15 Aug Anywhere, Anytime: Blended Learning in Hybrid Workplaces
Work used to be a place you went to. It was a building, or an office, or a factory. You had to be there, in that physical space, to do your job. But then something happened. We got laptops, email, and high-speed internet. Work no longer needed to happen in one place anymore. We could work from home, or from a coffee shop, or from the beach.
Even before Covid-19, the decoupling of where work happens from how work gets done was on the rise. Organizations now realize what most remote workers already know―work can get done from anywhere, anytime. The pandemic has only accelerated this trend, as more and more people prefer to work from home.
As businesses confront this reality at an unprecedented pace and scale, many companies embrace a comfortable median: hybrid workplaces.
What are hybrid workplaces?
The hybrid workplace model combines employees who work remotely with those who work on-site. Some or all have flexibility in where and when they work. Moreover, the allocation of office hours is planned based on days, teams, or as necessary. This arrangement offers many advantages for both employers and employees.
For employers, the most significant benefit is obvious: cost savings. More and more companies realize they no longer need to lease or buy large office spaces. Instead, they can now get by with smaller, more efficient office footprints.
For employees, the attraction of hybrid workplaces is threefold: flexibility, independence, and collaboration. With hybrid workplaces, employees can choose when and where they want to work, giving them greater control over their lives.
But what does this trend mean for training and development? Two words: blended learning.
What is blended learning?
Blended learning is a training model incorporating online and offline learning experiences. Blended learning allows businesses to tailor their L&D programs to the specific needs of their employees. It also provides employees with the flexibility to learn at their own pace and in their own time. This approach is particularly beneficial for businesses with a dispersed workforce, enabling them to provide access to training programs from anywhere in the world.
How to implement blended learning in a hybrid workplace
Let’s have a look at some practical tips on how to put in place blended learning programs successfully:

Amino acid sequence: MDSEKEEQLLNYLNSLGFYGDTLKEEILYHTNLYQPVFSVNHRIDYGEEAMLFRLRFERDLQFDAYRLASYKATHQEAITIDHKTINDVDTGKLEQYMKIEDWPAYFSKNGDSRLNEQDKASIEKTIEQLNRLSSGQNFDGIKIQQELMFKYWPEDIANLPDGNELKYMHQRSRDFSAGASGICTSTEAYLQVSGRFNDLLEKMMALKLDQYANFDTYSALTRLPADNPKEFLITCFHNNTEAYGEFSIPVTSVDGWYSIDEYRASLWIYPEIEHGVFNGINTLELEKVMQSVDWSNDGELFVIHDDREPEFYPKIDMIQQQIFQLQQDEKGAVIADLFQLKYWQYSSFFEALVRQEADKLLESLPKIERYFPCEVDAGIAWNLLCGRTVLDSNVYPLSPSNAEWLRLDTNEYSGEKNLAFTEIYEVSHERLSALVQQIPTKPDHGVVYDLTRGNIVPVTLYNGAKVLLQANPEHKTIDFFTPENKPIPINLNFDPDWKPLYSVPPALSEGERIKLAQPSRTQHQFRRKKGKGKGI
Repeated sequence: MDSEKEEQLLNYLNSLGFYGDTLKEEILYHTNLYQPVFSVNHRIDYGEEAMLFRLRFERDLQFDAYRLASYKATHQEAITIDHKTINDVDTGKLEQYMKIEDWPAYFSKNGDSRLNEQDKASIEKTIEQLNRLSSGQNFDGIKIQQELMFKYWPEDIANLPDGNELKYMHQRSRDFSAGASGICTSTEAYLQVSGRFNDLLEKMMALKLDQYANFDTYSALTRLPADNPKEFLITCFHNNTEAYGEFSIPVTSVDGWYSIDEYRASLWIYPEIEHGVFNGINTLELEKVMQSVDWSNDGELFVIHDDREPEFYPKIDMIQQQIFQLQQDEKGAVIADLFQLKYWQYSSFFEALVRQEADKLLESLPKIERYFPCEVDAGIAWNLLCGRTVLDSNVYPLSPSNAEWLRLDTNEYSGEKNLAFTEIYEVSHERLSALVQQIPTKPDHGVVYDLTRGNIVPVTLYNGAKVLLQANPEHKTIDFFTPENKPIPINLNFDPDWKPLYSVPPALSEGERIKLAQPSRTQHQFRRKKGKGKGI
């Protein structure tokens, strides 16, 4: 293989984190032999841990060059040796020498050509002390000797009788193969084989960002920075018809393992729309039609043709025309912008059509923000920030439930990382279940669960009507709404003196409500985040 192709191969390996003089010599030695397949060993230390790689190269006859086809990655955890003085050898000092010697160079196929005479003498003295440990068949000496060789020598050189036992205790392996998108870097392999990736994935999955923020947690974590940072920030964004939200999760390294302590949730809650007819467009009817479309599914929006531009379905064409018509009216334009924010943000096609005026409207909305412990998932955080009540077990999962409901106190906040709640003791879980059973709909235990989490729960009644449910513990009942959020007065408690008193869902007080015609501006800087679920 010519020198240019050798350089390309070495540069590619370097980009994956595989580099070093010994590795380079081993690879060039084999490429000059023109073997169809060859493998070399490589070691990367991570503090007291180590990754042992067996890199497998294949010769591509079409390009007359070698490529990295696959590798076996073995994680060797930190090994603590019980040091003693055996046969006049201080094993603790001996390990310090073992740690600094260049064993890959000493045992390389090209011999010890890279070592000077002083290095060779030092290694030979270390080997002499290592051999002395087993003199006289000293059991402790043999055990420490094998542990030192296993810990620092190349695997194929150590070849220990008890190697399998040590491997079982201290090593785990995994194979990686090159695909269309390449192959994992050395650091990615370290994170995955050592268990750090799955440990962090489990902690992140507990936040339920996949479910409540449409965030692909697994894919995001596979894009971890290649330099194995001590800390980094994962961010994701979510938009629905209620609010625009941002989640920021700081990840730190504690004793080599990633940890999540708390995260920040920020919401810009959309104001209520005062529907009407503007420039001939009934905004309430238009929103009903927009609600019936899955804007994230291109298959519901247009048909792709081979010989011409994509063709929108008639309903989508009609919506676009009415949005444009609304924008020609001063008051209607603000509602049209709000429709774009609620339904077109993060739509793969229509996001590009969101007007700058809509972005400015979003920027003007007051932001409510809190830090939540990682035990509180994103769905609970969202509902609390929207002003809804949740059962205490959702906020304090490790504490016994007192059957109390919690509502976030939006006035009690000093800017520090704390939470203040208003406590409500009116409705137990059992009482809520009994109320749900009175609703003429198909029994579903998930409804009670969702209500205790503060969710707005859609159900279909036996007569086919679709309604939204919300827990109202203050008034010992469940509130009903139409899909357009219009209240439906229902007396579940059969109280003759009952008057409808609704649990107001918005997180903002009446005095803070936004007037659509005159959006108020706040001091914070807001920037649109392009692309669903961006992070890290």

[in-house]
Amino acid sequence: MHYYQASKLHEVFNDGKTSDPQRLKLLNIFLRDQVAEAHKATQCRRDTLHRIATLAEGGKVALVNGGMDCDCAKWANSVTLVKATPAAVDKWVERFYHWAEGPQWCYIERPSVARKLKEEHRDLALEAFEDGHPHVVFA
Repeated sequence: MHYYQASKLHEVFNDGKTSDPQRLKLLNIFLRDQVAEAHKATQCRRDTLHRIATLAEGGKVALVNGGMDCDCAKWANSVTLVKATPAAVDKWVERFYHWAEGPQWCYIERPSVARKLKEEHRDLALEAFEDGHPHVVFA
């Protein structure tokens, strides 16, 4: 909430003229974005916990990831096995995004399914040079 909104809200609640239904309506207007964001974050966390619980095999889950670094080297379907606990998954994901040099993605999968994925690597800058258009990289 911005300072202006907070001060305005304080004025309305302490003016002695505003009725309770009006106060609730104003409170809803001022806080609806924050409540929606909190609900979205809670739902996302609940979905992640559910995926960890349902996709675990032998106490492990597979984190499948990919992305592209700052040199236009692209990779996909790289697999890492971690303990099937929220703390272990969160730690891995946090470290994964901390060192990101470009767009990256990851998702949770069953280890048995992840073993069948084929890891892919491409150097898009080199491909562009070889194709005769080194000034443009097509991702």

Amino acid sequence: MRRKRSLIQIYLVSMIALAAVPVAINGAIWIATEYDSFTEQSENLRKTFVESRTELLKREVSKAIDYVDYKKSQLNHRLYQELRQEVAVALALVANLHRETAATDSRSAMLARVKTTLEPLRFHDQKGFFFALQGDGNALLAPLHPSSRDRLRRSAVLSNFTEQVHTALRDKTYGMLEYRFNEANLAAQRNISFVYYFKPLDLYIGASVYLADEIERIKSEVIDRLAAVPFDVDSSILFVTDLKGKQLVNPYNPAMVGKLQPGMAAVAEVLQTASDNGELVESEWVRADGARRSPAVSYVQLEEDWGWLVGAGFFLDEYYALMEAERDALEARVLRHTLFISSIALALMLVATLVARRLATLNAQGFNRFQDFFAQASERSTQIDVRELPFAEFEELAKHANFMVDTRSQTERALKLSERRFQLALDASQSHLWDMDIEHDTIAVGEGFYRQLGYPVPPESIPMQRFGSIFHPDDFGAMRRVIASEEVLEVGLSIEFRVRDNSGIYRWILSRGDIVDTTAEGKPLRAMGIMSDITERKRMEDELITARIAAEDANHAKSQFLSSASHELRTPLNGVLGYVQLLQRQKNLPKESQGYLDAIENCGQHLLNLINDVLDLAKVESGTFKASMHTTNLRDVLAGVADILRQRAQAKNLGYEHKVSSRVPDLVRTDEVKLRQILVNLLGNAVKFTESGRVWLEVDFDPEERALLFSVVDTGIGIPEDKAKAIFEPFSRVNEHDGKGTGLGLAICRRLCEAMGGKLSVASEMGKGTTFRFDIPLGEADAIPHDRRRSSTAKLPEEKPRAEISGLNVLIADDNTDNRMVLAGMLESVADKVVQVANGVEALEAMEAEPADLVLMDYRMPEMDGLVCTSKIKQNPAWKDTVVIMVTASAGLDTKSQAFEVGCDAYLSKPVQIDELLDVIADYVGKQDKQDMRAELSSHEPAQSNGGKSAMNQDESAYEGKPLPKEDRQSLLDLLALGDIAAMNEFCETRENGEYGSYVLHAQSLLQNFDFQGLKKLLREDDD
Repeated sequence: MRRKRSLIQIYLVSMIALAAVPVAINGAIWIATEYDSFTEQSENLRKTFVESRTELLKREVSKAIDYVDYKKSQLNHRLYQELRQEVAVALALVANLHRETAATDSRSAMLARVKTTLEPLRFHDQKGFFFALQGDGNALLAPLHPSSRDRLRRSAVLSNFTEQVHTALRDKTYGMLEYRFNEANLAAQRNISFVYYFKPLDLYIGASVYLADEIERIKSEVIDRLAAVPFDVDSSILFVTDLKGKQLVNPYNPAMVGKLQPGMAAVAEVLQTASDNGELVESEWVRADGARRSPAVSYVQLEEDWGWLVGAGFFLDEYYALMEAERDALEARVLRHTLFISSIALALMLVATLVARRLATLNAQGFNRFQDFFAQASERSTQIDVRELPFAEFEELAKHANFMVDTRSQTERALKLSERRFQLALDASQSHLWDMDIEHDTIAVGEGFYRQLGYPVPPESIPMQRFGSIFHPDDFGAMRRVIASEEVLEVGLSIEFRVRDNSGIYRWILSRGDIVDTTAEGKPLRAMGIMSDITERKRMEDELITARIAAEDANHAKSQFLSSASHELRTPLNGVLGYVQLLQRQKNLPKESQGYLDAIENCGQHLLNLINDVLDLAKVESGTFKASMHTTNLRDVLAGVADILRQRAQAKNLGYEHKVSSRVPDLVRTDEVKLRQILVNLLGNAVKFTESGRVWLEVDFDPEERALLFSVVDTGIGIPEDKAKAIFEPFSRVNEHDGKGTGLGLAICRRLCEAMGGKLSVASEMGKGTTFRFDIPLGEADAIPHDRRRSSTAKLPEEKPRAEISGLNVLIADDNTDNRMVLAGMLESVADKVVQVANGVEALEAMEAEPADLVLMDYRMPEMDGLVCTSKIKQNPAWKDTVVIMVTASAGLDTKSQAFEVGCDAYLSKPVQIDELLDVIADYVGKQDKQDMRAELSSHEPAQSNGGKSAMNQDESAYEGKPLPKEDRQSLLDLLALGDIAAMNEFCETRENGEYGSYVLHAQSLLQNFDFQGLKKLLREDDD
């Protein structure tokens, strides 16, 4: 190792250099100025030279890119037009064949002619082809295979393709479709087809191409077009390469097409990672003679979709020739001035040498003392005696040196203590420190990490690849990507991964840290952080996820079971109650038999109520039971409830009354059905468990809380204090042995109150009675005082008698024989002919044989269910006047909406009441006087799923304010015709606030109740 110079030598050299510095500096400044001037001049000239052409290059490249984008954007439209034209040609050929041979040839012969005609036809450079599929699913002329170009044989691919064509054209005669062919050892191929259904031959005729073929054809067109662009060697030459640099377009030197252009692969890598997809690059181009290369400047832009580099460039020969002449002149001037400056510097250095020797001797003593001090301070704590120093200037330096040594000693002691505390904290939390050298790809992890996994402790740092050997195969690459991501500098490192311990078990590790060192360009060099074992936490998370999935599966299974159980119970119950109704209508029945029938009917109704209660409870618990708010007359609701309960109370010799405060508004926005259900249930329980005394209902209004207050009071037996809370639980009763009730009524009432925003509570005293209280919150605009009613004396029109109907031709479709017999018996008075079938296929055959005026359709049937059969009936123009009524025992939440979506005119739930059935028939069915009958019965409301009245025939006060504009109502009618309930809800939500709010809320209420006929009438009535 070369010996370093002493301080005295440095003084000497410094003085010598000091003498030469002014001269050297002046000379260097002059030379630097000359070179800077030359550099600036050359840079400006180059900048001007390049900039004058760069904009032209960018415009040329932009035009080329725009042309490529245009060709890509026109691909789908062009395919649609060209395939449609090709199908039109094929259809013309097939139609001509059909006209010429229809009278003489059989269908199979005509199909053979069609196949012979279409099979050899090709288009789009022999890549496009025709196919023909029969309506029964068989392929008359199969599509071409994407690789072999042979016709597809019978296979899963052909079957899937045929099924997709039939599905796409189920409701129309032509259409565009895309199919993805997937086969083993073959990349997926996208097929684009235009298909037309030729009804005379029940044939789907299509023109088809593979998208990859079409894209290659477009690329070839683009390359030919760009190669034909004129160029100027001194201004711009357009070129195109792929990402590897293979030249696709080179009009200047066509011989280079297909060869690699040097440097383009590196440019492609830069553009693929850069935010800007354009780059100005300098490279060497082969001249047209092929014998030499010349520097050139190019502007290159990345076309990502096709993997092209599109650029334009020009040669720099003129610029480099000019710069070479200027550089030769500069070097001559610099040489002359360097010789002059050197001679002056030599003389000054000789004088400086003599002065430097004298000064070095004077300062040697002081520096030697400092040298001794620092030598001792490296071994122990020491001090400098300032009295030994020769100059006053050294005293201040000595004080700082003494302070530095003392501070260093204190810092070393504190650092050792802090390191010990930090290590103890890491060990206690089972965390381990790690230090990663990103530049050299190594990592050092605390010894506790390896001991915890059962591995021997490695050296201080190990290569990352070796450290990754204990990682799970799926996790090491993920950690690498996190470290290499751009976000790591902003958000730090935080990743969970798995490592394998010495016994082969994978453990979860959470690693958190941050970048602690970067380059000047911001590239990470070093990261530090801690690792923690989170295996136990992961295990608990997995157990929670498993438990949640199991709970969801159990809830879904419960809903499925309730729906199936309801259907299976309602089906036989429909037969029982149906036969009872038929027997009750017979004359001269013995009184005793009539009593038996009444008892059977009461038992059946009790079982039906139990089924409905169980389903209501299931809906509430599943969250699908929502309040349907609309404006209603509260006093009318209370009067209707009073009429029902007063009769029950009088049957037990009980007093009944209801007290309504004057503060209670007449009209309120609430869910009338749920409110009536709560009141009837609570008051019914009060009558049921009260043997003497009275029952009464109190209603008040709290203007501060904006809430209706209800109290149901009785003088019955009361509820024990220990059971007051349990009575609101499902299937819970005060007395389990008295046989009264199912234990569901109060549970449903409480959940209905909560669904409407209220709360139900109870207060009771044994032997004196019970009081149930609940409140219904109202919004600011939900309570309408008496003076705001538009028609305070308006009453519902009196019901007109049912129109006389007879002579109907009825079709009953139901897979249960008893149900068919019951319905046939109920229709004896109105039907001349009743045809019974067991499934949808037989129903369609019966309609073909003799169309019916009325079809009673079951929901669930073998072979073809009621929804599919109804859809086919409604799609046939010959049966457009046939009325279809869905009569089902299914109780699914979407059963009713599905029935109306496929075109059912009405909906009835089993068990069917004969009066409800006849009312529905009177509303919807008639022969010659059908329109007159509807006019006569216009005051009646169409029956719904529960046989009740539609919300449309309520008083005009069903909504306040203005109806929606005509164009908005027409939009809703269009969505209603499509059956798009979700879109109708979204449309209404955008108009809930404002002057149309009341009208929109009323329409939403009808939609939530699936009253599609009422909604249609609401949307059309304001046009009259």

- Use training to build team cohesion
In a hybrid workplace, it is essential to use training as a way to build team cohesion. Create a sense of unity and purpose within the company by learning together. Employees who feel part of a cohesive team are more likely to be productive and engaged.
- Develop a custom corporate training program
Offering training specific to the needs of the company ensures employees can meet any special demands of the job. This makes employees feel valued. When employees feel valued, they are happy to stay and develop their careers within the company.
- Create an online learning platform
A web-based learning platform delivers courses and modules to employees at their convenience. You can also use the online learning platform to track employee progress, making it easy to identify areas of improvement.
- Use technology to support blended learning
You can use websites, mobile apps, and social media to engage employees further. This flexible approach gives access to course material outside of traditional work hours.
Are there any potential drawbacks to using blended learning?
As with any new technology, there are potential drawbacks to using blended learning. But hybrid workplaces don’t have much choice. A diversified workforce requires a flexible training method. Here are some potential disadvantages that businesses need to be aware of and how you can overcome them:
One of the biggest challenges with blended learning is resistance from employees. Many people resist change and may prefer to stick to traditional methods familiar to them. To overcome this, businesses can incentivize employees to try the new system, such as additional paid time off.
Blended learning can be less productive than traditional training methods. Employees required to complete training courses online can get distracted by “urgent” tasks in front of them. The solution is to provide clear instructions and monitor employee progress closely.
And lastly, it is challenging to create compelling content for a blended learning environment. It is imperative to work with professional instructional designers with the experience and a proven record to deliver precisely what your company needs.
Need to explore more about blended learning strategies for your business? Give us a call! Our team of expert trainers will help you discover best practices for your training needs.